Ommanney worked again at the British Museum (Natural History), London, from 1937 until World War II broke out, when he returned to Antarctica as a whaling inspector on a factory ship. In England in May 1940 he joined the RNVR as a meteorological officer, and saw action in the Mediterranean and North Atlantic. He was at the Mauritius-Seychelles Fisheries Survey 1947-49, worked in Zanzibar and Singapore during six years with the Colonial Research Services, and was reader in marine biology at the University of Hong Kong 1957-60. During most of his postings, starting with South Georgia, he produced readable travel books recounting his experiences, among them: South Latitude (1938), North Cape (1939), The Shoals of Capricorn (1952), Isle of Cloves (1955) and Eastern Windows (1960),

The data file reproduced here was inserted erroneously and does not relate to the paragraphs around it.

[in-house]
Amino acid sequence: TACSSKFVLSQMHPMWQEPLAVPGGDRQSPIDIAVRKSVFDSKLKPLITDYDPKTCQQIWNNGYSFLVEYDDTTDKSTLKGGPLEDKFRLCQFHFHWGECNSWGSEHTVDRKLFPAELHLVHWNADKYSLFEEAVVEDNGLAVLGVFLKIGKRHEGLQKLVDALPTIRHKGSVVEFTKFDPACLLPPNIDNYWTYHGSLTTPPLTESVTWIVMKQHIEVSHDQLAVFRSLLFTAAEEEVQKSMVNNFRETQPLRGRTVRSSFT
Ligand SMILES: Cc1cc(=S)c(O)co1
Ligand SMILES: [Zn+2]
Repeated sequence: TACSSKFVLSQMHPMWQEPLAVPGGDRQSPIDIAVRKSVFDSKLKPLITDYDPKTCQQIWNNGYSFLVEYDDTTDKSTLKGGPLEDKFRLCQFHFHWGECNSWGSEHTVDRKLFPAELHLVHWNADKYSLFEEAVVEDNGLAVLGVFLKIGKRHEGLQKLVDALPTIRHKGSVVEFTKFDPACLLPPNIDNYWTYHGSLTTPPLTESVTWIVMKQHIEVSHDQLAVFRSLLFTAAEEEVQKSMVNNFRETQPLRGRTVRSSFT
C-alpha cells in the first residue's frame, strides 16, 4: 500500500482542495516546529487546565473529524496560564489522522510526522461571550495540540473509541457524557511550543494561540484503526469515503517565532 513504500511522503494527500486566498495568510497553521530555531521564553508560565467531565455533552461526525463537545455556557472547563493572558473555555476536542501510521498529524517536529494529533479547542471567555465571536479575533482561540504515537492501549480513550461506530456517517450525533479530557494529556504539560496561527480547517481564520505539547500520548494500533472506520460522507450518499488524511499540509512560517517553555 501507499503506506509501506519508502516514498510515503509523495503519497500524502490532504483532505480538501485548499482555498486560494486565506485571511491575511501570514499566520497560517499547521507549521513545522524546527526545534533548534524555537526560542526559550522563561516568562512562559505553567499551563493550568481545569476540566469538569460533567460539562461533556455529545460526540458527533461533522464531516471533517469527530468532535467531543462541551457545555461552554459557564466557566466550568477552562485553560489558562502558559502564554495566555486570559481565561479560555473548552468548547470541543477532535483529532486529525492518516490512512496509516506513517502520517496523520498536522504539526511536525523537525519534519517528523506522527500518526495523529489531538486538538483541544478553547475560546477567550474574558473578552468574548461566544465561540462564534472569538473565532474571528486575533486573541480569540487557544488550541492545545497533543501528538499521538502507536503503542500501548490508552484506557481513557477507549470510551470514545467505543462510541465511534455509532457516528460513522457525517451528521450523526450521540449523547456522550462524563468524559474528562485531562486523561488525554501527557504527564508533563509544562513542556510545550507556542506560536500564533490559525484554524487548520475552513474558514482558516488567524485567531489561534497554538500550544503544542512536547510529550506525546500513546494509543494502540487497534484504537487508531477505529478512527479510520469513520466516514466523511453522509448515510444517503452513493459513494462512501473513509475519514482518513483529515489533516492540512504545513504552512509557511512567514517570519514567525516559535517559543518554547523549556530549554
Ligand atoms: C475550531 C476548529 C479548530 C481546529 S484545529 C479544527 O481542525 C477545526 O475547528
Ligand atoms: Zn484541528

Ommanney received the Polar Medal in Bronze in 1942; he had not wintered on the Antarctic mainland, a requirement at the time for its award in Silver. As a relatively young man he wrote, 'I am no sailor and it looks as though I never shall be. I have not the salt in my blood perhaps, and I lack altogether the patience, resourcefulness and cheerful fatalism of the sailor' (South Latitude p 156). He died on 30 June 1980. Ommanney was a private and intensely shy man, by his own account occasionally provoked to wit or tactlessness, and an engaging writer. He did not marry.
Ommanney Bay (60°33'S, 45°32'W) between Prong Point and Foul Point on the north coast of Coronation Island, South Orkney Islands, was named after him in 1933 and is now included in Antarctic Specially Protected Area no. 114. The Ommanney Glacier in northern Victoria Land was named not for FD Ommanney but for Admiral Sir Erasmus Ommanney, 1814-1904.